Epoxy grout question

I am about to use Laticrete's SpectraLock epoxy grout on a kitchen blacksplash. 4.25" square glazed tile, 1/16th grout line. I have the "narrow grout line" additive.
I've done several tile jobs in the past, including floors, counters, tub, shower, walls, but I've always used conventional grout.
Does anyone have experience with this grout? Advice? Tips and/or tricks?
DJ
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I grouted my countertops with epoxy and didn't care for it. Unlike the nice, smooth easy-spreading conventional grout, epoxy spreads like hot bubble gum, is a pain in the ass to remove the excess and, oh yeah, stains like regular grout anyway.
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Try www.johnbridge.com for great tile advice.
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DJ wrote:

Experience? Yes, but you don't. Stick to conventional grout.
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G Henslee wrote:

I checked out their website regarding this product and in fairness I should add I haven't used this particular product. I don't know what Laticrete has done to make it easier to install than epoxy grout, but maybe they're onto something. It's touted to be 'easy' for the first time diy'er and easy to use as cement based grout, so let us know how it goes for you.
This is interesting: "A new design component, LATICRETE SpectraLOCK Dazzle, adds metallics or “glow in the dark” enhancements to the grouts."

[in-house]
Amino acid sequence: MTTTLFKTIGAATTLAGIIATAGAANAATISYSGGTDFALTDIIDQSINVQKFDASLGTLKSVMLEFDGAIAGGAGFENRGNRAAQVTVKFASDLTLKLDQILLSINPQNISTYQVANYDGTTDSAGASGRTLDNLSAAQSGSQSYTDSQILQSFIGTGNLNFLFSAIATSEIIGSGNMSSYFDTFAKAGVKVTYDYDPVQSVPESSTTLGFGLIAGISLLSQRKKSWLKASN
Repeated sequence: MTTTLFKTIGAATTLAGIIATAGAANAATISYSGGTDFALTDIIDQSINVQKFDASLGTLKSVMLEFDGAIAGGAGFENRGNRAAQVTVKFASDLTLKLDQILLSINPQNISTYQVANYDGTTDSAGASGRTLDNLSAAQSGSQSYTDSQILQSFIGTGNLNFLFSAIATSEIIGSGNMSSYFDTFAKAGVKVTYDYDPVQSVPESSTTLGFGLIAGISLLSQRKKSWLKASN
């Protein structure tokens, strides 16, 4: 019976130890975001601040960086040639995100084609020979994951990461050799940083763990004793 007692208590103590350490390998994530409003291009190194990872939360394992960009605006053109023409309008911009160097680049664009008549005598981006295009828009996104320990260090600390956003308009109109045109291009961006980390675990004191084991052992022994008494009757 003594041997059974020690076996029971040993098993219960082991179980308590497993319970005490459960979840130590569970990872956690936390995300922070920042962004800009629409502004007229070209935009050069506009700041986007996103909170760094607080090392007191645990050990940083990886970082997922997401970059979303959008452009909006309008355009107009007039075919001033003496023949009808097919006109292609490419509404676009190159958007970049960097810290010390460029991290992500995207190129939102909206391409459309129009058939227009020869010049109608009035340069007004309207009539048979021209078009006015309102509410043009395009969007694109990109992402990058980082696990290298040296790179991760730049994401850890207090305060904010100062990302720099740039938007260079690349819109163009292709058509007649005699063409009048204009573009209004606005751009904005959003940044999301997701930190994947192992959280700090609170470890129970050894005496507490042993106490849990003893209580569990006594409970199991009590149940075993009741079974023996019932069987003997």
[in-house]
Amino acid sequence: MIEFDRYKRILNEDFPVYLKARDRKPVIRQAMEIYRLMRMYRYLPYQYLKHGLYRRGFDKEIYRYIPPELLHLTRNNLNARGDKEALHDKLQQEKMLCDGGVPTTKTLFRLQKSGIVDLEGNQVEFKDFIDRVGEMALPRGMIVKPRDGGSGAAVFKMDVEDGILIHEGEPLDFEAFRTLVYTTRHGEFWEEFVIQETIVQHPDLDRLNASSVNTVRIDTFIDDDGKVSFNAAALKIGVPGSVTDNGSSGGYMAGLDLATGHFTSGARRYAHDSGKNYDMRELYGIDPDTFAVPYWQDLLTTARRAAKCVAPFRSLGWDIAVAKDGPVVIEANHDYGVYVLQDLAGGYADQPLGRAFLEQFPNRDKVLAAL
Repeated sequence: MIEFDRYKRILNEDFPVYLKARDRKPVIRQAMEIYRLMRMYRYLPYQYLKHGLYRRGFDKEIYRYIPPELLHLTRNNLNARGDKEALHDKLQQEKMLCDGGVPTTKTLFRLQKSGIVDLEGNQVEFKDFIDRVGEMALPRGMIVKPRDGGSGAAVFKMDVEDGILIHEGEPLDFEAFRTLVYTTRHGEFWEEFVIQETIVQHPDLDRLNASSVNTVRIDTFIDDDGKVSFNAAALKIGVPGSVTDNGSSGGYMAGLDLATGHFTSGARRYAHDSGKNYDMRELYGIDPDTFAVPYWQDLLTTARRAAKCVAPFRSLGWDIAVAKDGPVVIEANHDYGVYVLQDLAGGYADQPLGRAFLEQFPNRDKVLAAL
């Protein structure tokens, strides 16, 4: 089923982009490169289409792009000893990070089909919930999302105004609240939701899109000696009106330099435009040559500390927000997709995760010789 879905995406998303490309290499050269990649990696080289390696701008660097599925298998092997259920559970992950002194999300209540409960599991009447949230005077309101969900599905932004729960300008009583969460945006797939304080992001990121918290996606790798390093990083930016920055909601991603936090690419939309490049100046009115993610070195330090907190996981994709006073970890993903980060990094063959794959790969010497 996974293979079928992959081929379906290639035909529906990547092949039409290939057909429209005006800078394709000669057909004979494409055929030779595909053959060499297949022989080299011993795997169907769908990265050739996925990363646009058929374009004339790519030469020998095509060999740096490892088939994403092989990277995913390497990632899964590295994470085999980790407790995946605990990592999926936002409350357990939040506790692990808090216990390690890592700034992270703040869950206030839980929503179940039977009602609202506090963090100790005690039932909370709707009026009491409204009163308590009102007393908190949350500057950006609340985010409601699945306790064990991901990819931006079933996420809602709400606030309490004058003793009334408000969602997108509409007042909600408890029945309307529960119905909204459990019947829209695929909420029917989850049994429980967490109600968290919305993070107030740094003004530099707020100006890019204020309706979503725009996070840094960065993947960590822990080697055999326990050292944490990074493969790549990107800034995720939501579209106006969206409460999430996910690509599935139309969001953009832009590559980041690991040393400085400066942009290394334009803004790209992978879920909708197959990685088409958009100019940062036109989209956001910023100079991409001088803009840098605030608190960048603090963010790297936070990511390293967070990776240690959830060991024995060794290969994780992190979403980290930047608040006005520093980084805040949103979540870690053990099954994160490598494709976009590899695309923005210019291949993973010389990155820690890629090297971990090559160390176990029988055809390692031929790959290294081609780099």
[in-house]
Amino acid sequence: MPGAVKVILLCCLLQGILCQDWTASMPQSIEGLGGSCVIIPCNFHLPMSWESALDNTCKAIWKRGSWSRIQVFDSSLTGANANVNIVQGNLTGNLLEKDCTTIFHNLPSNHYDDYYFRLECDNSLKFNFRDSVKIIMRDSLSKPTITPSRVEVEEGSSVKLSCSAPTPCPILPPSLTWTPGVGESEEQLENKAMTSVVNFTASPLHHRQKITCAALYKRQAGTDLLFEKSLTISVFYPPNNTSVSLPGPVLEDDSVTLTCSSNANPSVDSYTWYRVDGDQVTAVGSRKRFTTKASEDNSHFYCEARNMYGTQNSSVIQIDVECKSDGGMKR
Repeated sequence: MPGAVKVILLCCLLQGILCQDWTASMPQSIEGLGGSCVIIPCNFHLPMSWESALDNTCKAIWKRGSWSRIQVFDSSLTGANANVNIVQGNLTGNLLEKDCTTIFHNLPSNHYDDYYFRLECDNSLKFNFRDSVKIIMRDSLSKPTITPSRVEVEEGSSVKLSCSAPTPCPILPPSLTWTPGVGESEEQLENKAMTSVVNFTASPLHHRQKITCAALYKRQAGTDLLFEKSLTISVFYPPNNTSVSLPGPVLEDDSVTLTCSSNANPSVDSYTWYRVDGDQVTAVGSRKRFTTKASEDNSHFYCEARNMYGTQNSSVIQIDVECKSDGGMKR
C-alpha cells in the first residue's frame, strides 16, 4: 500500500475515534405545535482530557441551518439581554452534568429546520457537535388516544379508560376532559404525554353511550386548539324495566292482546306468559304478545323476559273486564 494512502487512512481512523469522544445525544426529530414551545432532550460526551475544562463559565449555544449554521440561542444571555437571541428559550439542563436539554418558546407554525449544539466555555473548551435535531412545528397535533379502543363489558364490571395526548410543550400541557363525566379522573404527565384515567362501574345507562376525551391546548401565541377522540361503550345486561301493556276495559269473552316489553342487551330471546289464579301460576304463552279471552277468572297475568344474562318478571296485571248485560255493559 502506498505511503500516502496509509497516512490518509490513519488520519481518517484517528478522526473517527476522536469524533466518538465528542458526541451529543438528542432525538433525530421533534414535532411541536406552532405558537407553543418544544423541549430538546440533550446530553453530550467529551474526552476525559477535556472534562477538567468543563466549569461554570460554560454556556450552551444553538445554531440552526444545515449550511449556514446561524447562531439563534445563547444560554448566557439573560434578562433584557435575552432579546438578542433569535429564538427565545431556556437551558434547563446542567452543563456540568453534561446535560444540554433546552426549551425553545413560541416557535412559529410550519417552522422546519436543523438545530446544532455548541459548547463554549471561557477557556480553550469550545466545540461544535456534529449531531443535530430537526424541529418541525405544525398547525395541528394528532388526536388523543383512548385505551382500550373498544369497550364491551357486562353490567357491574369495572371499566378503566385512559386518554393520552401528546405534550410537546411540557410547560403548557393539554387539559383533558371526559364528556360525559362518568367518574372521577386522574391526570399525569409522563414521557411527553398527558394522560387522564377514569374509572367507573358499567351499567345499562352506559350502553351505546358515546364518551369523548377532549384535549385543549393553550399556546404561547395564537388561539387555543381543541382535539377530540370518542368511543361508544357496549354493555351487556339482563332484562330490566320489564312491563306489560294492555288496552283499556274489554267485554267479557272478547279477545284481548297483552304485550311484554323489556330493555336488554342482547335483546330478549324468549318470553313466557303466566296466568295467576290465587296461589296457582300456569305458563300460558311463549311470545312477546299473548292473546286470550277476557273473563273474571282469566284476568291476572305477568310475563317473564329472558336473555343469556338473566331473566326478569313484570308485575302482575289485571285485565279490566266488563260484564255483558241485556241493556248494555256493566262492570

The kids will like that aspect of it...
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wrote:

Pray tell, how is one to gain experience if one does not try new endeavors? None of us would even be here to have this discussion had our parents not been a bit adventurous at some point in their lives. <G>

Well, right off the top, I'd say it is not quite as easy as conventional grout, but manageable. I would not necessarily recommend it for someone's very first tile job.
Reading the instructions it gives a working time of 30 minutes, a bit further it says to begin cleanup within 20 minutes. With those time constraints in mind, I called in the friend who had helped me with the cabinets and counters. He didn't have any tiling experience but I figured he could follow behind and at least start the cleanup. Knowing what I do now, I would not try it without another person there to help.
Mixed per instructions, which says to add the "narrow grout line additive" for joints less than 1/8" and hold out some of the sand/color Part C. One of the AB epoxy parts had a congealed lump in it, I ignored it, left it in the bag. The instructions say to "mix to consistency", whatever that means.
Once mixed, which took some effort, the consistency was pretty thick, more like a stiff, dry mortar mix than what I'm used to with grout.
Directions say to wet surface of tile which made quite a bit of difference in how the grout would or would not stick to the glazed surface and how easily the float floated across the surface. I used a float designed for epoxy, much stiffer than a normal float. I really don't think a normal float would have worked nearly as well.
It definitely takes some effort to get the grout into the joints, glad I had the stiff float. I did about 4 feet and asked if my helper would like to try it. He had watched me and I gave him a few hints, he picked it up right away.
Once he worked his way over a bit, I started behind him with the cleanup. Directions say to add 1/2 cup white vinegar to 2 gal. of water. As soon as I started, the excess grout began to turn white, as did the grout in the joints. Wipe, rinse, wipe, rinse, new water etc. I must admit, at first I was a bit worried, it looked like crap for a while, but gradually it began to clean off nicely.
My buddy was doing such a good job I just let him continue. Actually it was much more work grouting than cleaning up. This was on a back splash, 4.25" square tile, 1/16" joint, cabinets and counter already installed, leaning over, fair amount of muscle involved, I gotta bad back...
I sorta pulled a Huck Finn/Tom Sawyer on him, but he didn't mind and it left me to go about the detail work on cleanup.